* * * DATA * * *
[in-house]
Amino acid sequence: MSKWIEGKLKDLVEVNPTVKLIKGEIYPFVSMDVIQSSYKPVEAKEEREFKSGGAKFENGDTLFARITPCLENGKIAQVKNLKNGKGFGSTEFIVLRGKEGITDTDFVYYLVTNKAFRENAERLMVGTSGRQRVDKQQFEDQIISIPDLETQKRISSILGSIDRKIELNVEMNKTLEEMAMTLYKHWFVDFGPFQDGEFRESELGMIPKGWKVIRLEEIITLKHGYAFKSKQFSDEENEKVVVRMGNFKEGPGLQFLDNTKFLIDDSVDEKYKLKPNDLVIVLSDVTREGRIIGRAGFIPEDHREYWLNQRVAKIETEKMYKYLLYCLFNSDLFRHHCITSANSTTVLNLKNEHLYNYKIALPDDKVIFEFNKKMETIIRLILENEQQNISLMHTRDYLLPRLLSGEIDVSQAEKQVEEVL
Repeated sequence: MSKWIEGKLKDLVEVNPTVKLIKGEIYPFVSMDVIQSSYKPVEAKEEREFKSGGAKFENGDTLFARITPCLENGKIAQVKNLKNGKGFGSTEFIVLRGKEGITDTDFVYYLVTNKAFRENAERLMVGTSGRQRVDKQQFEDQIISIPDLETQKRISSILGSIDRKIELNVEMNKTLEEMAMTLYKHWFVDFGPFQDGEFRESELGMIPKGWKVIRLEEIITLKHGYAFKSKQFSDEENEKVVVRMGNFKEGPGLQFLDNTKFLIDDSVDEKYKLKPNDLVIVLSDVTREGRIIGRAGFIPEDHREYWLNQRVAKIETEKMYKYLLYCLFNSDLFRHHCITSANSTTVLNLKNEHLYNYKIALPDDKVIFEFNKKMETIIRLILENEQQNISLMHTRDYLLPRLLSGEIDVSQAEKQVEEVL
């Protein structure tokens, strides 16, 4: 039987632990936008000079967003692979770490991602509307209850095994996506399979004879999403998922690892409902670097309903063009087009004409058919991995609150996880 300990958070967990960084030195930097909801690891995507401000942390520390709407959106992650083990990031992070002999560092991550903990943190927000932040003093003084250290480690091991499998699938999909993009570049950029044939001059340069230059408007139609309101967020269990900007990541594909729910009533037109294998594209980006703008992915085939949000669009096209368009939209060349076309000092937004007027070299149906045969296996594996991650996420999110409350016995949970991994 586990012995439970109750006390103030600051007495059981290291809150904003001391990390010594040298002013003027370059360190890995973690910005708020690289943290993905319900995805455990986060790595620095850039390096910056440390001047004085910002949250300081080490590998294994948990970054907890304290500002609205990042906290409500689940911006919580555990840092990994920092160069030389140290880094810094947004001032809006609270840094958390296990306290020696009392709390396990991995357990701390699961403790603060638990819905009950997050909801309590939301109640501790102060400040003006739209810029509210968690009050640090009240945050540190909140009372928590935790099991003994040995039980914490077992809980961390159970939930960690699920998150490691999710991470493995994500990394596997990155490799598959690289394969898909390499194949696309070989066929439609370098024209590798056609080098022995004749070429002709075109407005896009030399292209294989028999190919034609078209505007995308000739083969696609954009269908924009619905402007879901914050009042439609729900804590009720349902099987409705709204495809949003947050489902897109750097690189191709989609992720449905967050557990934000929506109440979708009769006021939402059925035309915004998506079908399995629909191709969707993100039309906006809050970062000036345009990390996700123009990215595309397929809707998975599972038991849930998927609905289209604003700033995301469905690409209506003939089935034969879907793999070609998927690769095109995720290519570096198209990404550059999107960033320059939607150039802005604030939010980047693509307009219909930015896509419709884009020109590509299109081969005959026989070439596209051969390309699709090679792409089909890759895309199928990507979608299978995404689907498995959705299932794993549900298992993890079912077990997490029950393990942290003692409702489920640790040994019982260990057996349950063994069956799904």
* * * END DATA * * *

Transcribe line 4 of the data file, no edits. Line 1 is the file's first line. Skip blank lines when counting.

């Protein structure tokens, strides 16, 4: 039987632990936008000079967003692979770490991602509307209850095994996506399979004879999403998922690892409902670097309903063009087009004409058919991995609150996880 300990958070967990960084030195930097909801690891995507401000942390520390709407959106992650083990990031992070002999560092991550903990943190927000932040003093003084250290480690091991499998699938999909993009570049950029044939001059340069230059408007139609309101967020269990900007990541594909729910009533037109294998594209980006703008992915085939949000669009096209368009939209060349076309000092937004007027070299149906045969296996594996991650996420999110409350016995949970991994 586990012995439970109750006390103030600051007495059981290291809150904003001391990390010594040298002013003027370059360190890995973690910005708020690289943290993905319900995805455990986060790595620095850039390096910056440390001047004085910002949250300081080490590998294994948990970054907890304290500002609205990042906290409500689940911006919580555990840092990994920092160069030389140290880094810094947004001032809006609270840094958390296990306290020696009392709390396990991995357990701390699961403790603060638990819905009950997050909801309590939301109640501790102060400040003006739209810029509210968690009050640090009240945050540190909140009372928590935790099991003994040995039980914490077992809980961390159970939930960690699920998150490691999710991470493995994500990394596997990155490799598959690289394969898909390499194949696309070989066929439609370098024209590798056609080098022995004749070429002709075109407005896009030399292209294989028999190919034609078209505007995308000739083969696609954009269908924009619905402007879901914050009042439609729900804590009720349902099987409705709204495809949003947050489902897109750097690189191709989609992720449905967050557990934000929506109440979708009769006021939402059925035309915004998506079908399995629909191709969707993100039309906006809050970062000036345009990390996700123009990215595309397929809707998975599972038991849930998927609905289209604003700033995301469905690409209506003939089935034969879907793999070609998927690769095109995720290519570096198209990404550059999107960033320059939607150039802005604030939010980047693509307009219909930015896509419709884009020109590509299109081969005959026989070439596209051969390309699709090679792409089909890759895309199928990507979608299978995404689907498995959705299932794993549900298992993890079912077990997490029950393990942290003692409702489920640790040994019982260990057996349950063994069956799904």